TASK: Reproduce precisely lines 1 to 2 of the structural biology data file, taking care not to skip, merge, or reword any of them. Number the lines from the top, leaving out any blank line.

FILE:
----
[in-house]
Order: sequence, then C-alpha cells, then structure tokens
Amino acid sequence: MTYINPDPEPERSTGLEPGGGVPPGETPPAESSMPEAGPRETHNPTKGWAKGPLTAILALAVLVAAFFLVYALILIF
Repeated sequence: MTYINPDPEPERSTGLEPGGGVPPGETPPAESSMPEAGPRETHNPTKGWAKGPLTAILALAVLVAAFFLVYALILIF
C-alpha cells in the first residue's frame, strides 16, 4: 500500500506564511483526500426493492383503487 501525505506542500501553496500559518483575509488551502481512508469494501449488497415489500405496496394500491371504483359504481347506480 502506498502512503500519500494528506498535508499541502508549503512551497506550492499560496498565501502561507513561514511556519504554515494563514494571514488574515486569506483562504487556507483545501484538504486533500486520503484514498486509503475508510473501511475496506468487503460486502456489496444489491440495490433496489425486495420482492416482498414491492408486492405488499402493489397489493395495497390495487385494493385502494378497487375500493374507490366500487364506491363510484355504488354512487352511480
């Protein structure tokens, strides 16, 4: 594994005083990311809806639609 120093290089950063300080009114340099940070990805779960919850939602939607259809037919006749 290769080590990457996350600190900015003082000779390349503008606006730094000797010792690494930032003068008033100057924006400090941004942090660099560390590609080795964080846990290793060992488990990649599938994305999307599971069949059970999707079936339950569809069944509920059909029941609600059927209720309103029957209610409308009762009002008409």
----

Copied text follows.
[in-house]
Order: sequence, then C-alpha cells, then structure tokens